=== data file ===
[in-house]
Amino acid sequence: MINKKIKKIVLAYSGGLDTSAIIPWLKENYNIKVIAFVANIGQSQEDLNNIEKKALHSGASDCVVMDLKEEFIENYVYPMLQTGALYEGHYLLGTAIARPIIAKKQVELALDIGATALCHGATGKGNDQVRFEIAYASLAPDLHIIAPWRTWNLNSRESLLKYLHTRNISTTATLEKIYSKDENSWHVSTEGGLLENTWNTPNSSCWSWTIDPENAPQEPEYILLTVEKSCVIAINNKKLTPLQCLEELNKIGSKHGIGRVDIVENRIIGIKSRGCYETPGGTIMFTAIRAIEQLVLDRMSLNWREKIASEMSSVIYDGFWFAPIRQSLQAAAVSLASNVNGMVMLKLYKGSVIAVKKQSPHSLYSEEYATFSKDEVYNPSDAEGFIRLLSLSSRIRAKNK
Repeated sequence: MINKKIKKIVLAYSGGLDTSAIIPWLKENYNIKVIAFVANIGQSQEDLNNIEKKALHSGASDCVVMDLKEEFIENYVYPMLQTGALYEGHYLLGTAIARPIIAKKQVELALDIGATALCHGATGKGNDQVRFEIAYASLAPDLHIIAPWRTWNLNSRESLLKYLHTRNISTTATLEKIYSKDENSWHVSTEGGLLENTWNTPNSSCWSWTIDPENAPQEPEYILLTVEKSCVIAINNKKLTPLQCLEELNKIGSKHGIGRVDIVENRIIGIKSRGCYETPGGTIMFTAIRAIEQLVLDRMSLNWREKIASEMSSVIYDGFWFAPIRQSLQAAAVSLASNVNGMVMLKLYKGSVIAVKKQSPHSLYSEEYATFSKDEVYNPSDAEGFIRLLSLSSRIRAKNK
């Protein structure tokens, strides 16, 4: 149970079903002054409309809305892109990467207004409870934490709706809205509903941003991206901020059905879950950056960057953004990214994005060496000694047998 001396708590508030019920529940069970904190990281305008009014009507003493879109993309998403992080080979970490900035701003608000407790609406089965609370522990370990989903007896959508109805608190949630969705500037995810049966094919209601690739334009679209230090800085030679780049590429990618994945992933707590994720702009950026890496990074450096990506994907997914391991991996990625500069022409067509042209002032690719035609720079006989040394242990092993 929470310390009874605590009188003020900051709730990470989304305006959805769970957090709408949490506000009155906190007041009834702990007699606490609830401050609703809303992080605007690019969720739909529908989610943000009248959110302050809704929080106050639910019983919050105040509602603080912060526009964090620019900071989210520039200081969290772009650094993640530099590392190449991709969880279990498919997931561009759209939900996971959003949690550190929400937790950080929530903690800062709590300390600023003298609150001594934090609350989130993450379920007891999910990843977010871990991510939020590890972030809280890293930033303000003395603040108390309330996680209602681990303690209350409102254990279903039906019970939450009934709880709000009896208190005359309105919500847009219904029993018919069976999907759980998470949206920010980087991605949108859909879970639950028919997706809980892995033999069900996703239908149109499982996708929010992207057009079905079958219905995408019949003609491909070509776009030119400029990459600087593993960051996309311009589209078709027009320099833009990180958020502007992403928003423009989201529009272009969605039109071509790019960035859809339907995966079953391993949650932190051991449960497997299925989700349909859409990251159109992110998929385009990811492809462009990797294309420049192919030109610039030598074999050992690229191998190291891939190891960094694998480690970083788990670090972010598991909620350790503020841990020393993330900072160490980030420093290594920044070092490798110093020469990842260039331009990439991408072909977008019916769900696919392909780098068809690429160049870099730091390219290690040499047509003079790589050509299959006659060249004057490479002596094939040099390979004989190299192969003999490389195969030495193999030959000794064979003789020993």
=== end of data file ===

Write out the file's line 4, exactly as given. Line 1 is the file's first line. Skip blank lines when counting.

């Protein structure tokens, strides 16, 4: 149970079903002054409309809305892109990467207004409870934490709706809205509903941003991206901020059905879950950056960057953004990214994005060496000694047998 001396708590508030019920529940069970904190990281305008009014009507003493879109993309998403992080080979970490900035701003608000407790609406089965609370522990370990989903007896959508109805608190949630969705500037995810049966094919209601690739334009679209230090800085030679780049590429990618994945992933707590994720702009950026890496990074450096990506994907997914391991991996990625500069022409067509042209002032690719035609720079006989040394242990092993 929470310390009874605590009188003020900051709730990470989304305006959805769970957090709408949490506000009155906190007041009834702990007699606490609830401050609703809303992080605007690019969720739909529908989610943000009248959110302050809704929080106050639910019983919050105040509602603080912060526009964090620019900071989210520039200081969290772009650094993640530099590392190449991709969880279990498919997931561009759209939900996971959003949690550190929400937790950080929530903690800062709590300390600023003298609150001594934090609350989130993450379920007891999910990843977010871990991510939020590890972030809280890293930033303000003395603040108390309330996680209602681990303690209350409102254990279903039906019970939450009934709880709000009896208190005359309105919500847009219904029993018919069976999907759980998470949206920010980087991605949108859909879970639950028919997706809980892995033999069900996703239908149109499982996708929010992207057009079905079958219905995408019949003609491909070509776009030119400029990459600087593993960051996309311009589209078709027009320099833009990180958020502007992403928003423009989201529009272009969605039109071509790019960035859809339907995966079953391993949650932190051991449960497997299925989700349909859409990251159109992110998929385009990811492809462009990797294309420049192919030109610039030598074999050992690229191998190291891939190891960094694998480690970083788990670090972010598991909620350790503020841990020393993330900072160490980030420093290594920044070092490798110093020469990842260039331009990439991408072909977008019916769900696919392909780098068809690429160049870099730091390219290690040499047509003079790589050509299959006659060249004057490479002596094939040099390979004989190299192969003999490389195969030495193999030959000794064979003789020993």